I’m a lucky one. And to be honest it doesn’t matter what living conditions you had in the United States, if you were born and raised in the USA you are a lucky one too. With the highest GDP in the world, the US is one of the strongest leaders in technology, business, investment, and “getting rich” in the world. And think about the 1,000s of people trying to enter the US right now. No. It isn’t perfect. But, yes, if you grew up there your life was ‘better’ than most of the rest of the world and this is how I know:

I moved to Spain a few months ago now and started classes at an international business school in Madrid. Here, I’ve met people from all over the world, and it has been wonderful. But while in school, I’ve realized that though everyone comes from different places, I’m meeting a certain “type” and “class” of people from all over the world. The wealthy 1%. Columbians, Indians, Venezuelans, Spaniards, Australians, Scandinavians, South Africans, and people from so many other countries across the world, I’m meeting the type and class of people who can afford a top-notch master’s program in Europe and all of the costs that come with it.

And that’s how I know that coming from a middle class family in the States, the USA is rich.

When I hear on Facebook people in the US complaining about their quality of life I ask why? Because you have freedom to choose a profession? Because you GET to go to school, and work without force, and have freedom to worship whatever deity you so choose? Because you get to buy a new TV and phone every year? And can afford Netflix, internet, data plans, and food? Because you have a place to live that you can afford, even if you don’t like the price?

You see, it’s EASY to want more. It’s easy to play the “if only” game and then feel sorry for ourselves. I know this because I just caught myself doing it a few weeks ago.

“If only I earned more…” “If only the government didn’t take so much tax out…” “If only my car insurance didn’t cost so much…” “If only I had more money so I could…” What? So, you could… what? Truly what would more get you?

Probably a lot. More money could get you a lot more. But a lot more of what?

Where are you putting your money? What are you spending your time doing because of your money? Investing? Giving? Entertainment? A new couch, because the old one is dated? A bigger house because each kid deserves their own room? Do you ever just buy someone a little gift at work, like a cup of coffee or lunch just because? Do you ever say, no don’t worry about Venmo-ing me this time, I know you’re going through stuff?

The reason I ask these questions is because of my current Spain situation. I don’t have “extra” I have enough.

I have enough for rent, for groceries on a budget, minutes for my phone, and enough to take a few trips while I am in Spain to other countries… I believe that to not take extra trips would be a waste while I am on this side of the pond.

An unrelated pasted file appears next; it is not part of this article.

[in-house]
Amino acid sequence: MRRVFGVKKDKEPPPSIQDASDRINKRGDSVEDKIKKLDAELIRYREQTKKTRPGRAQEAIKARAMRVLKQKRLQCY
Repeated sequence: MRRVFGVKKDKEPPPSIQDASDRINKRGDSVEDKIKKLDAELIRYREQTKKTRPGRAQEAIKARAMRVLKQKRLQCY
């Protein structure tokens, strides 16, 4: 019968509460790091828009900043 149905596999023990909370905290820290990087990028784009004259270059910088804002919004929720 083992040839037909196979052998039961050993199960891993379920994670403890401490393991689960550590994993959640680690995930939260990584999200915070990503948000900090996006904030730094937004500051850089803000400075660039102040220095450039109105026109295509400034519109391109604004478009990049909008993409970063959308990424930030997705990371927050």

But here is the thing, a few weeks ago I was PISSED. I was jealous of people around me who are planning weekend trips every weekend, shopping for fun, and can afford better apartments closer to the school. I was angry at my tight, gotta watch every penny budget. Until I realized something.

My tight, gotta watch every penny budget is actually freeing. It has freed up my time and energy to now focus and be choosy with my life.

I deleted Netflix because that is an extra that I can’t afford right now, but now, my time is more free and I’m not wrapped spending HOURS watching shows or movies each week. I deleted Spotify for the same reason, and now at the gym I’m not engrossed in my own music, but I listen to little conversations in Spanish around me. I can’t afford to jet off every long weekend like most students around me at school can do, so that means I get to know Madrid better and I get to be super picky about my “special” trips this year while I’m in Europe. And lastly, I don’t spend my time shopping the 100s of beautiful shoe and clothing stores here (when I already have way too many shoes and clothes in the USA). THANK GOD I can’t afford more on that end, I don’t have the space for it in my life back home!

I’m honing in on what actually makes me happy, what is actually important to me and ultimately God, as far as money, how I spend my time due to money, and who I let influence me due to where I spend my money. (Right now, my money is being spent and invested into my education and because of that I’m letting a school and master degree students from around the world influence me).

Money comes at a cost. Not for the money itself, but for what you do with the money, and the people you let influence your life because of money.

Money is good. And I want more of it, someday soon. But right now, I’m experiencing the blessing of having less.

Think about your own money habits, is there anything you can change, get rid of, or do that would free up your time in a new way or bless others by?

Can you jot down any good uses for and how you can be more purposeful with your time and money?